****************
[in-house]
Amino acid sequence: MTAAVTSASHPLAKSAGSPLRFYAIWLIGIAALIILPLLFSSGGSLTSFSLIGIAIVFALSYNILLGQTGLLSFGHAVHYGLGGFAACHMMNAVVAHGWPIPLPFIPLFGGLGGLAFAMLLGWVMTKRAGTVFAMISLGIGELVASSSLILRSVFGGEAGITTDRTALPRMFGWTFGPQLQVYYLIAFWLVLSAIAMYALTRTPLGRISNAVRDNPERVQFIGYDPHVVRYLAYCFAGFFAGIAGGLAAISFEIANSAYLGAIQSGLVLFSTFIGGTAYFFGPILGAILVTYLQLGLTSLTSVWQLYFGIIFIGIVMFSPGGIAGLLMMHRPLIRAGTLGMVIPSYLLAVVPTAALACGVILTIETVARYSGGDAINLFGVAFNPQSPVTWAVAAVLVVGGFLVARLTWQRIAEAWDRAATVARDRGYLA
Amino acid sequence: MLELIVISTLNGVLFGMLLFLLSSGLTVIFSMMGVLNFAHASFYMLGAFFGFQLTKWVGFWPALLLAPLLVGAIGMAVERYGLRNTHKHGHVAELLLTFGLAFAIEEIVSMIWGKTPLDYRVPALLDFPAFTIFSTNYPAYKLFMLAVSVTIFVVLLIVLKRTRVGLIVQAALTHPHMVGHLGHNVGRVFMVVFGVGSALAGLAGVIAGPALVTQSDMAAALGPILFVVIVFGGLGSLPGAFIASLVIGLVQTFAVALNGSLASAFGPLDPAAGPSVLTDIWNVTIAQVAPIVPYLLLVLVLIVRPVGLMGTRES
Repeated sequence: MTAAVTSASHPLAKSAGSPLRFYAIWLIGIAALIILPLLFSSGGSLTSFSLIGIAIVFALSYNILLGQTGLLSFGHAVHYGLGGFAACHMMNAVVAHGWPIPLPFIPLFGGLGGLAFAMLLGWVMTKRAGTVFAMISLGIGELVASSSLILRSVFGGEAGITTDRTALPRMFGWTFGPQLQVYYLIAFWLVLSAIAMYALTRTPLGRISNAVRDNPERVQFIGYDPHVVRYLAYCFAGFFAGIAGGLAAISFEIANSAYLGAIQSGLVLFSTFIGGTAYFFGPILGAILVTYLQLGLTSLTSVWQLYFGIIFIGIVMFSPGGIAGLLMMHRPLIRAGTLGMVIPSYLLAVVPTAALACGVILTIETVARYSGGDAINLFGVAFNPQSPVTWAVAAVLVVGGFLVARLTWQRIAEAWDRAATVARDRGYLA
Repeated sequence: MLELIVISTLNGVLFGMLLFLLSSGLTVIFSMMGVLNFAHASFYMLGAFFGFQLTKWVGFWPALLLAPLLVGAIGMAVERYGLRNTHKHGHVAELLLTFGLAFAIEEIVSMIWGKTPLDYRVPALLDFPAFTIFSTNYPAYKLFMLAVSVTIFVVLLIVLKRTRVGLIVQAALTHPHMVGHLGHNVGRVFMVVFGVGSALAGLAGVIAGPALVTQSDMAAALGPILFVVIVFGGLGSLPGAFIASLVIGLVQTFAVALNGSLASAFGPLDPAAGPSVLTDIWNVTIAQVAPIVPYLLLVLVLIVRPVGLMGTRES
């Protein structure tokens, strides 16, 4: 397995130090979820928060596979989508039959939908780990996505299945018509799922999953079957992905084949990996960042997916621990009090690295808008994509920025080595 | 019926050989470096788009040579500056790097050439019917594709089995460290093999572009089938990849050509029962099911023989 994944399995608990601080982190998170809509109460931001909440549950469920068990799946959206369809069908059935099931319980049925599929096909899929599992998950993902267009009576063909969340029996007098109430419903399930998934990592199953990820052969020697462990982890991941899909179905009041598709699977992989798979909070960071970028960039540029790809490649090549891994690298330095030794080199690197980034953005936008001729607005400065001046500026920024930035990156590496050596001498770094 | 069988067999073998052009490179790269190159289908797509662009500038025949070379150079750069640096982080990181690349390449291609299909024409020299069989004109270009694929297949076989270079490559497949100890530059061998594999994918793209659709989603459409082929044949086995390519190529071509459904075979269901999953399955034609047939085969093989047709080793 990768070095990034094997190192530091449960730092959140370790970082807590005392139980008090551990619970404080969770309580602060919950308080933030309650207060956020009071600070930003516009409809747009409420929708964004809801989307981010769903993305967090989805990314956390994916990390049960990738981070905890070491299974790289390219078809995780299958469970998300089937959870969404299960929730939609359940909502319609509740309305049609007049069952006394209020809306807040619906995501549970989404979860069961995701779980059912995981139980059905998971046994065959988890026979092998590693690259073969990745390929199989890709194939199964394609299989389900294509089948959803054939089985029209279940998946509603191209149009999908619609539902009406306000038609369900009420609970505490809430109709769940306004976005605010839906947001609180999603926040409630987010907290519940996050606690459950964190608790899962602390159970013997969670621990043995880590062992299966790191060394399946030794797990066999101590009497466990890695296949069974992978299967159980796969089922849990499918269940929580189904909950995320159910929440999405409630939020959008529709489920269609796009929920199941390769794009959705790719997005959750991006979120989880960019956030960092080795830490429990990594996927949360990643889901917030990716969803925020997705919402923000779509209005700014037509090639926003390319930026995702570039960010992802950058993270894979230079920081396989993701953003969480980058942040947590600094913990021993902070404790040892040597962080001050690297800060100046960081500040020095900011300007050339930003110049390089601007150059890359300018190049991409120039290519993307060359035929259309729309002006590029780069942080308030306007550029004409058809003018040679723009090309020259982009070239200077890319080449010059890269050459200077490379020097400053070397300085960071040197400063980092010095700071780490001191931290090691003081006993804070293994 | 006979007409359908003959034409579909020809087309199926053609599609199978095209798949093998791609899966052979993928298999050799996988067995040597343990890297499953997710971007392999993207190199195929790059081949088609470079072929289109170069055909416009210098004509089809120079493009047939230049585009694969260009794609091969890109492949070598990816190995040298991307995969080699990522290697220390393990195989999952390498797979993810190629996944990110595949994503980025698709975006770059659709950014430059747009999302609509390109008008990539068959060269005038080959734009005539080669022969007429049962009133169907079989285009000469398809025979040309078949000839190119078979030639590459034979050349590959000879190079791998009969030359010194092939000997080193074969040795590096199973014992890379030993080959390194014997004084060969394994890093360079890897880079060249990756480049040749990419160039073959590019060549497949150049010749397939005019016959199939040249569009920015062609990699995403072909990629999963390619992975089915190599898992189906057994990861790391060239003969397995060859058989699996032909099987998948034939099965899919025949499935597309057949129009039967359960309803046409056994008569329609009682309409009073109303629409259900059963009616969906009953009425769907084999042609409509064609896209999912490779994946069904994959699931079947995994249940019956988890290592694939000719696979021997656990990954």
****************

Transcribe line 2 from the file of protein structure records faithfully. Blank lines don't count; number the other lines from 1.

Amino acid sequence: MTAAVTSASHPLAKSAGSPLRFYAIWLIGIAALIILPLLFSSGGSLTSFSLIGIAIVFALSYNILLGQTGLLSFGHAVHYGLGGFAACHMMNAVVAHGWPIPLPFIPLFGGLGGLAFAMLLGWVMTKRAGTVFAMISLGIGELVASSSLILRSVFGGEAGITTDRTALPRMFGWTFGPQLQVYYLIAFWLVLSAIAMYALTRTPLGRISNAVRDNPERVQFIGYDPHVVRYLAYCFAGFFAGIAGGLAAISFEIANSAYLGAIQSGLVLFSTFIGGTAYFFGPILGAILVTYLQLGLTSLTSVWQLYFGIIFIGIVMFSPGGIAGLLMMHRPLIRAGTLGMVIPSYLLAVVPTAALACGVILTIETVARYSGGDAINLFGVAFNPQSPVTWAVAAVLVVGGFLVARLTWQRIAEAWDRAATVARDRGYLA